Certainly it is now time to start putting together the ‘thingy’, right? Well, we are almost there, but not quite. You need to make sure that the target is cast in stone. Otherwise you run the risk of the moving goalpost: somebody changes the target halfway the development, and you can start all over again.

So you make your quantified target a critical criterion for your development. You communicate to everybody in the company that this is what your ‘thingy’will deliver

The customer wants coffee of ideally 77 °C, with a minimum of 73 °C, and a maximum of 85 °C. The coffee temperature should ideally stay at 77 °C for 2,5 minutes, and should never be below 73 °C after 5 minutes.

Now that everybody is on the same page, you can truly begin working on your brilliant invention to be.

Note that up until now nothing has happened technologywise. You have not even thought about how you will meet your target. You do not yet know what technologies you could use or need to invent. All you have done is determined in quantifiable, measurable terms WHAT you need to achieve. Now you need to think of HOW to achieve this.

HOW is way out of scope of this blog. There are other blogs dedicated to this though.


I trust you enjoyed your journey as a product developer in coffee thingy’s. You now know what hot coffee has to do with product development. In order for you to get hot coffee, a product developer had to clarify, and then quantify what that means. By agreeing the temperature and time range of hot coffee, everybody now knows what to expect. Even better, you can measure whether you are complying.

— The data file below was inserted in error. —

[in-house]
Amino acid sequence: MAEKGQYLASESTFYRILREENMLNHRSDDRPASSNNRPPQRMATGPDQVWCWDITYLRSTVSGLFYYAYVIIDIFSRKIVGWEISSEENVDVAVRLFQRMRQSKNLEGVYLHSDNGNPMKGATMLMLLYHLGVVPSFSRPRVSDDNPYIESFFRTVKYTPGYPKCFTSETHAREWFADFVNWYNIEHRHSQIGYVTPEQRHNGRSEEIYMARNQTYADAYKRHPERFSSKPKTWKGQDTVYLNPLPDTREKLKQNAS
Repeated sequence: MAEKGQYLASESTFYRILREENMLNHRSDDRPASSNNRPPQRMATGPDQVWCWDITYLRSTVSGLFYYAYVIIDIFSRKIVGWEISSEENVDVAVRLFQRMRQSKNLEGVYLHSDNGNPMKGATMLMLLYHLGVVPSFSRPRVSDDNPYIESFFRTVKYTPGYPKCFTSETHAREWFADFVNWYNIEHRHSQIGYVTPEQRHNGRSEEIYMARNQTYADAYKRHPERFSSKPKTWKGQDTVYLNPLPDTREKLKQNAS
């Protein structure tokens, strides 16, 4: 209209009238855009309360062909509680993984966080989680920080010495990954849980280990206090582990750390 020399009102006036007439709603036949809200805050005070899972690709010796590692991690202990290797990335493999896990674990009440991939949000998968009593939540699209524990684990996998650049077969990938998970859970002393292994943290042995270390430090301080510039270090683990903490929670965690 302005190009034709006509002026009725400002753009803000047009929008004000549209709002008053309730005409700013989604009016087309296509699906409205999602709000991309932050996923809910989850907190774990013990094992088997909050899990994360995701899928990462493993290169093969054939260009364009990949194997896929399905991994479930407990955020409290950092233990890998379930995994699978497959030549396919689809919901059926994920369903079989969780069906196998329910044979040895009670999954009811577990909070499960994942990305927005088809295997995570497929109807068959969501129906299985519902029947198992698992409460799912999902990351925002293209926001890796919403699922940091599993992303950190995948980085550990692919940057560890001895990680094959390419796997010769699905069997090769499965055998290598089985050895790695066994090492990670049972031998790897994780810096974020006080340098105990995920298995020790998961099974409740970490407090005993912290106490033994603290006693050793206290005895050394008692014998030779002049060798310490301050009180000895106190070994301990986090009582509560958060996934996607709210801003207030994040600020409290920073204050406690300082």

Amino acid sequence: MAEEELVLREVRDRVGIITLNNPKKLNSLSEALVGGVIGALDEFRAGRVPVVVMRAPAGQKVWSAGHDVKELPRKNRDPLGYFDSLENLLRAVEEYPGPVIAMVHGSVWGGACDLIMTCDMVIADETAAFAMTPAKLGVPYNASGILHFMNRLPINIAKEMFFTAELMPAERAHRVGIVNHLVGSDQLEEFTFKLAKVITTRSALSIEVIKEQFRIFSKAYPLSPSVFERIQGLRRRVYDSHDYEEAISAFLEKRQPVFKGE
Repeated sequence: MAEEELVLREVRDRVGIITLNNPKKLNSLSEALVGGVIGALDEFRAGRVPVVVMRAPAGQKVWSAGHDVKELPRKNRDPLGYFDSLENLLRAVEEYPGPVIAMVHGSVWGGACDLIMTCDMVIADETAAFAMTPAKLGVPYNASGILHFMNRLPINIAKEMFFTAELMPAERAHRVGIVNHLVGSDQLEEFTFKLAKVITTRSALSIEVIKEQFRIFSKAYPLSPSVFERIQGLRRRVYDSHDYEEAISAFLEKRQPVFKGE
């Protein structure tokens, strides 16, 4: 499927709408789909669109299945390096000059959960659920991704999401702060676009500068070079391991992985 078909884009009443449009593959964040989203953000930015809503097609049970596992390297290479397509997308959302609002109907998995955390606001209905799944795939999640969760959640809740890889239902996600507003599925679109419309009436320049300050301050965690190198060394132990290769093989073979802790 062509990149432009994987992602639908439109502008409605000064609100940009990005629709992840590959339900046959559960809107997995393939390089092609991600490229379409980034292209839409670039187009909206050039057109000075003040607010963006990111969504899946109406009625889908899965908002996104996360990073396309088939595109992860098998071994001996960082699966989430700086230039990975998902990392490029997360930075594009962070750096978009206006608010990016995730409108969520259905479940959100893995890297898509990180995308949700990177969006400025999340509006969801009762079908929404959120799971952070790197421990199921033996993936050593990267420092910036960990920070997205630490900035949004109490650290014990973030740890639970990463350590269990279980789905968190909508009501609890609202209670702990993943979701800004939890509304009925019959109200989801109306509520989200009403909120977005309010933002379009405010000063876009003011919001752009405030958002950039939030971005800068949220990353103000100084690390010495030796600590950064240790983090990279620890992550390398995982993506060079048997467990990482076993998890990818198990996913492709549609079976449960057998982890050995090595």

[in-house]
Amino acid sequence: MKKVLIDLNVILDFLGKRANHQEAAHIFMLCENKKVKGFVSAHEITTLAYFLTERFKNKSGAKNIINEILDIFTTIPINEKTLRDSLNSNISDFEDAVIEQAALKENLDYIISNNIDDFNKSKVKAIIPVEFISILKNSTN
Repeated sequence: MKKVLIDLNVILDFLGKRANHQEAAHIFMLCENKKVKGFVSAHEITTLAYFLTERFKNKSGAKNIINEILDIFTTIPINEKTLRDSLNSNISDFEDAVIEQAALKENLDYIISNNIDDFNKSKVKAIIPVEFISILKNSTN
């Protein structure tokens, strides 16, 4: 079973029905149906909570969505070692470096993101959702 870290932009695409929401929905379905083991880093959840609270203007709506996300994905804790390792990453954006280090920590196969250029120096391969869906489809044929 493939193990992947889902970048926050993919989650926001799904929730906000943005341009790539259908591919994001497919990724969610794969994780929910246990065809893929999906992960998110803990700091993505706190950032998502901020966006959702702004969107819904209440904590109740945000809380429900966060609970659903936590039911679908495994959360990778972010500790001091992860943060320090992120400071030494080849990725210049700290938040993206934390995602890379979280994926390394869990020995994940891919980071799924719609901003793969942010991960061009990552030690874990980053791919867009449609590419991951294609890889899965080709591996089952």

The journey is not over yet. You still have to face the challenge of HOW to do this. Your first coffee from your brilliant invention is probably a tad tepid. You are off to a very good start though, and know exactly what to achieve. And you know that when you achieve your temperature and time, the customer will be happy with hot coffee. The future of the company is assured!

And now, let's get a coffee!

Interested in doing product development?

I have put together a step-by-step program that FORCES you to take action and develop a new product that generates sales. Go to the website and get my free guide to this program, or join immediately.

Loved this? Spread the word


About the Author

I am Robert Uhlhorn, an experienced and engaged innovator. I have been living new product development in large corporations for over 25 years. From this, I went on to develop the FTL method: the fast, transparent, and lean way of growing your business with innovative products. I love to travel and to spend quality time with my family.

Related posts

Play the intelligence game and win big

Read More

The cost of a late new product launch is huge

Read More

Before you hire an innovation coach: spend 30 minutes asking these 7 questions

Read More

Innovation Managers: Are You Growing The Company This Year?

Read More
{"email":"Email address invalid","url":"Website address invalid","required":"Required field missing"}
>